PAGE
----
Build an App in Under 10 Minutes With Anvil & Twilio Segment

By Meredydd Luff

This is a guest post from Meredydd Luff, Founder of Anvil, the Python-based drag-and-drop app builder. It was first published on the Anvil blog.

Segment makes it easy to collect customer interaction data from your apps and websites, and send it to all your analytics tools, data warehouses, CRMs, and literally anything else. 

Anvil makes it easy to build web apps, by letting you do it all in Python (no HTML or JS required!). Today, I’m going to show you how to use them together: we’re going to wire up an Anvil app to collect user interactions with Segment.

We’re going to take a simple feedback-form app, and use Segment to track the user’s journey as they fill it out. Then we’re going to show you how to use Anvil’s built-in user authentication to identify users to Segment. 

Ready? Let’s dive in.

1. Create an Anvil app

We’re going to start with a simple feedback form, built from this tutorial. The tutorial will take you 10 minutes, but if you’re feeling impatient you can get a complete copy of the app by clicking this link.

But seriously, consider checking out the 10-minute tutorial – it’s pretty simple to get started:


Building web apps with Anvil is really easy. Try the tutorial!

Deploy the app

We need to publish our app to give it a URL:


Choose a URL for your app and Anvil deploys it

OK, we have an app that can receive feedback! Now we want to track when a user starts typing, and when they hit the Submit button. For that, we need a Segment account:

2. Set up our Segment account

We need Segment to recognize our app as a data source, using the analytics.js SDK. This is pretty easy - when you sign up for a free account at, you’ll get prompted to “create a source for your website”. Follow the instructions to get a code snippet:


Adding a source to our Segment workspace

We now have a code snippet we can embed in our page. That Javascript is pretty ugly, but don’t worry - we’ll be using it entirely from Python!

3. Generate Segment events from Python code

First, paste that snippet into your app’s Native Libraries. This will include the snippet in your app’s HTML:


Don’t worry, that’s the last Javascript we’ll need today.

Now we can import Segment’s analytics SDK and use it from Python! Open your form’s code and add at the top:


That imports the analytics Javascript object into our Python module. We can now call all the functions from the Segment docs, but we can do it from Python! (For more information about calling Javascript functions from Python, you can check the Anvil docs.)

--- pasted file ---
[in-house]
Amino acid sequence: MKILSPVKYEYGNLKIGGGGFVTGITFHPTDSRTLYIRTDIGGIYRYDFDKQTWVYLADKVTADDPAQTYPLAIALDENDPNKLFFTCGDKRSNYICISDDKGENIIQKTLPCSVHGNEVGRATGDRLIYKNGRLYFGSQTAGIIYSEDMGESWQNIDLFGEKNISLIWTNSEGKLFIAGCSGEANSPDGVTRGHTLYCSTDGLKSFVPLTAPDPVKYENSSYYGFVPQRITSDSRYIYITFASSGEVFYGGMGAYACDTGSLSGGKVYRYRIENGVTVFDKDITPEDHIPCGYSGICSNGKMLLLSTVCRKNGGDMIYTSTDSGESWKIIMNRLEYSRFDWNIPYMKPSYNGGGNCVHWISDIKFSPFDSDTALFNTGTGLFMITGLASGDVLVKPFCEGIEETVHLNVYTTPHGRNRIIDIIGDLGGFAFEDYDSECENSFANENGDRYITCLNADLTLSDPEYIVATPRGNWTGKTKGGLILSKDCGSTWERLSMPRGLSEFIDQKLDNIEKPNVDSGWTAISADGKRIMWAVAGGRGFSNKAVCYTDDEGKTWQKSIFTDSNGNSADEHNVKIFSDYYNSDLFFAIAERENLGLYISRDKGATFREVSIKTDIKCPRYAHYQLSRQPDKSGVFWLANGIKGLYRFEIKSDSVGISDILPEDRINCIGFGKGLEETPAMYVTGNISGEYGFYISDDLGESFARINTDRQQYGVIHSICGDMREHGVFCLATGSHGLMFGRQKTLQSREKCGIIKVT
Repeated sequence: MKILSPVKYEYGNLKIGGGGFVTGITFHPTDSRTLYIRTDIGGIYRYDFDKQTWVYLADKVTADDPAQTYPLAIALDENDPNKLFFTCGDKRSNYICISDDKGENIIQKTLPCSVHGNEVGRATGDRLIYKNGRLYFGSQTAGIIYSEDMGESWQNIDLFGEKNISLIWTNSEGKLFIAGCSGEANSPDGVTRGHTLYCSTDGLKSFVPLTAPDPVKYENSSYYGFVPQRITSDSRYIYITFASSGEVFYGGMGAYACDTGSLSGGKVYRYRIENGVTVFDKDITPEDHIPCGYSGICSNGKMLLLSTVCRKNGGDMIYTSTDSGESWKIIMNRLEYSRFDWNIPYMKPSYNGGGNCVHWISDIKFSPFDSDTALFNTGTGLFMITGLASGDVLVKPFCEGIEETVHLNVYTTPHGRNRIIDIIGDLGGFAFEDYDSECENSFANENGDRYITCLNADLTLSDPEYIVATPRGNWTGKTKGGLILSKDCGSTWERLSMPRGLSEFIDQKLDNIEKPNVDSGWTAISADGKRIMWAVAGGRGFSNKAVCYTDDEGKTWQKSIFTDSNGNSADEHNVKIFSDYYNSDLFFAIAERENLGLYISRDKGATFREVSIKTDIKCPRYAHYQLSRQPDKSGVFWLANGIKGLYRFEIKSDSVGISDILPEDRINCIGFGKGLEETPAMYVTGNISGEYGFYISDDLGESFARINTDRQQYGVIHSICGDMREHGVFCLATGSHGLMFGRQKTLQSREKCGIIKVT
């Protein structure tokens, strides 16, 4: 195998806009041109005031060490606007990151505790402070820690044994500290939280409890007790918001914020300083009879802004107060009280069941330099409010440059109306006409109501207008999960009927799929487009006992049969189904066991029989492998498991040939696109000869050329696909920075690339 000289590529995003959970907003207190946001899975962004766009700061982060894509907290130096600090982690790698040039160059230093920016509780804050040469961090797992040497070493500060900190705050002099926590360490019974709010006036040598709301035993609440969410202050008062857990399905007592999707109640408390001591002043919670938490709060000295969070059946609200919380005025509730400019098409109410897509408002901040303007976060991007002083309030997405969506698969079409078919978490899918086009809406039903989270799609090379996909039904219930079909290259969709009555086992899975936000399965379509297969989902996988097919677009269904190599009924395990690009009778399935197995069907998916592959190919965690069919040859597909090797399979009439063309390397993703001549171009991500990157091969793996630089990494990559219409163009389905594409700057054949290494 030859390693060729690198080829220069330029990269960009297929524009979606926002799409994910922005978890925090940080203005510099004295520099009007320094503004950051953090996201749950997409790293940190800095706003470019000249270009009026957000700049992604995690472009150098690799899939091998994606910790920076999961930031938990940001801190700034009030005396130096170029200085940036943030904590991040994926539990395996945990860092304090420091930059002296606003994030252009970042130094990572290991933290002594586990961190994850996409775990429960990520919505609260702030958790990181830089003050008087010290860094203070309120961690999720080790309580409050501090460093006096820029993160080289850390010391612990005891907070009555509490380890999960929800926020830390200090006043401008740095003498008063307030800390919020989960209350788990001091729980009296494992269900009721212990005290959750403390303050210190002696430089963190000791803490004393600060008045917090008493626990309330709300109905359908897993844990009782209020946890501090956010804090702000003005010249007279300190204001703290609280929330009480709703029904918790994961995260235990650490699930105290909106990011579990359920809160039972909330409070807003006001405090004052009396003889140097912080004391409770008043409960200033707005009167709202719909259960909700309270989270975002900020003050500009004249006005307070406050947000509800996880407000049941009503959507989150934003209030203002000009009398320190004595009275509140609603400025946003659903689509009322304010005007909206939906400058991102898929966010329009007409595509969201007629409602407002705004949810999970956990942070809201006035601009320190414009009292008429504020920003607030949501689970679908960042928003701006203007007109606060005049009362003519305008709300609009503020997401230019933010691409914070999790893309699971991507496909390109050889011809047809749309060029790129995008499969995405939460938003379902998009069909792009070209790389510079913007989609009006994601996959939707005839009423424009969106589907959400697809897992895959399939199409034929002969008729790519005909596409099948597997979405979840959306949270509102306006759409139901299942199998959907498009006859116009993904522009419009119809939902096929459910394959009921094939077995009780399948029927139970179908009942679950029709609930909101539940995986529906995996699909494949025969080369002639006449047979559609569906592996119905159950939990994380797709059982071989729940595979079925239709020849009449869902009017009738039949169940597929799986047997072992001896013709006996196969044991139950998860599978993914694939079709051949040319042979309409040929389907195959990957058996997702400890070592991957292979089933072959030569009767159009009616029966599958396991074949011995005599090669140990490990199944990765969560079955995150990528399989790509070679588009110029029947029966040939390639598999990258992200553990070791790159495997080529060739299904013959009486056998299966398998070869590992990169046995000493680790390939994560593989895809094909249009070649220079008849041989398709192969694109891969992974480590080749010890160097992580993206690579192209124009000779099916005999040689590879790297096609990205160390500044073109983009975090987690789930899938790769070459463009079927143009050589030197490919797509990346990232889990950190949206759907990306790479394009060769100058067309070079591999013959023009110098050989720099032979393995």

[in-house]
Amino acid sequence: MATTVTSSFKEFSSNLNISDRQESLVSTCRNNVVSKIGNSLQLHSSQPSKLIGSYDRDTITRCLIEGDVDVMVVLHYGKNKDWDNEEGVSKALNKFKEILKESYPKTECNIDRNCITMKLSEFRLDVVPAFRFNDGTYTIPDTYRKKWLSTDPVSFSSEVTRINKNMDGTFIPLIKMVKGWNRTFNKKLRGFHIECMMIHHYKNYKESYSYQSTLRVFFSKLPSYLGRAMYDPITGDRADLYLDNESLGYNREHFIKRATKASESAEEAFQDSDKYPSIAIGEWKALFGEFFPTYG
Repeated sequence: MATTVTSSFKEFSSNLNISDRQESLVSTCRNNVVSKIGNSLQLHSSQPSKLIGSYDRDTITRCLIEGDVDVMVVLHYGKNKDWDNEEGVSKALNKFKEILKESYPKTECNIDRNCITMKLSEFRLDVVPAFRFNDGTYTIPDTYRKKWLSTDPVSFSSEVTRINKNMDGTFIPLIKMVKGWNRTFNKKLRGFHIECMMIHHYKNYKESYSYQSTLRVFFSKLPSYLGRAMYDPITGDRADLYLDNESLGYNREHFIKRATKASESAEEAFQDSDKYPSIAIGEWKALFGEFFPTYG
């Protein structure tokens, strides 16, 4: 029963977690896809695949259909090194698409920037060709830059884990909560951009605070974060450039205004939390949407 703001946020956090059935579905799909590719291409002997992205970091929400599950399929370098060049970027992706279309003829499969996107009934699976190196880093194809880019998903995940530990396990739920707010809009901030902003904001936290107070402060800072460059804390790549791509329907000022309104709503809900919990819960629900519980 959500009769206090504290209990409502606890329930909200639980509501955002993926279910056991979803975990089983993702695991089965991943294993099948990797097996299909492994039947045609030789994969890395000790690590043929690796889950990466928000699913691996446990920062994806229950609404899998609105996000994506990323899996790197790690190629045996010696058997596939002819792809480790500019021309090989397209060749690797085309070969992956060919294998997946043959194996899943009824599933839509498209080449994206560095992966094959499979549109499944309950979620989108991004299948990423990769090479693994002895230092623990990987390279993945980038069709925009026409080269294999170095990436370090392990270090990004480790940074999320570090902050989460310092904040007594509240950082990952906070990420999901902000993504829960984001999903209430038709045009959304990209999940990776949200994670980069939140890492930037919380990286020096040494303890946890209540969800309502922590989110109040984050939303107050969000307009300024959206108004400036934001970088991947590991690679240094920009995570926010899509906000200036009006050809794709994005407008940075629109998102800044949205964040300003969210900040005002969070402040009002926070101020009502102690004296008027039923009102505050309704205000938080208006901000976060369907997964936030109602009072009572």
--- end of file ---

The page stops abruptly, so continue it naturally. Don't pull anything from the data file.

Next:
Let’s record an event when the user clicks the Submit button. Open your form’s code and add this line at the top of the submit_btn_click function:


That’s it! Now, every time you click that button, your app sends a "Feedback submitted" event to Segment.

You can verify that it’s working in your Segment dashboard, by opening the Debug panel for the source. Then open your app in another tab, and watch the events flow in:


This display updates live. It’s pretty cool.

Record detailed client-side behavior

Let’s get a bit more detail about what our users are up to. Let’s say we want to track our funnel. Specifically, we want to know how many people type something into the feedback form but don’t submit it.

When you write an Anvil app, you write code in Python that runs in the browser as your user interacts with your app. This means your Python code can know, for example, about each keypress in a text box. We can use this to send a Segment event when the user first starts typing.

We’ll write a function called on_started_editing(), and trigger it on the change event of any of our text fields. The first time this function is called, we’ll call analytics.track() to send the event to Segment.

Here’s how our Form1 class looks when we’re done:


Wiring up the event

Finally, it’s time to wire up the event, so that Anvil calls on_started_editing() every time someone edits their name, email address, or feedback text. We do this by selecting each component, opening the Properties panel, scrolling down to Events, and entering on_started_editing in the change box:


Now run your app, and watch the Segment debugger as you start to type!

4. Identify users to Segment when they log in

If a user logs into our app, we want to associate tracked events with individual users. Let’s add Anvil’s built-in user authentication to our app, then integrate it with Segment’s user identification.

First, we’ll add the Users Service to our app, and call anvil.users.login_with_form() in the form constructor. That function returns a row from the Users table. We can then pass the ID of the row, and the email column, to analytics.identify():


Here’s the whole process. This is all it takes to add user authentication to our app, and integrate it with Segment:


Again, once you’ve done this, you can run the app and watch the information arrive in Segment’s debugger! (You probably want to add a user account to your app first!)

That’s it!

We’ve just created a web app with nothing but Python; added Segment tracking to it, and even integrated Anvil’s user authentication with Segment’s user identities. Pretty cool, huh?

More about Anvil

Anvil is a platform for building full-stack web apps with nothing but Python. No need to wrestle with JS, HTML, CSS, Python, SQL, and all their frameworks – just build it all in Python.

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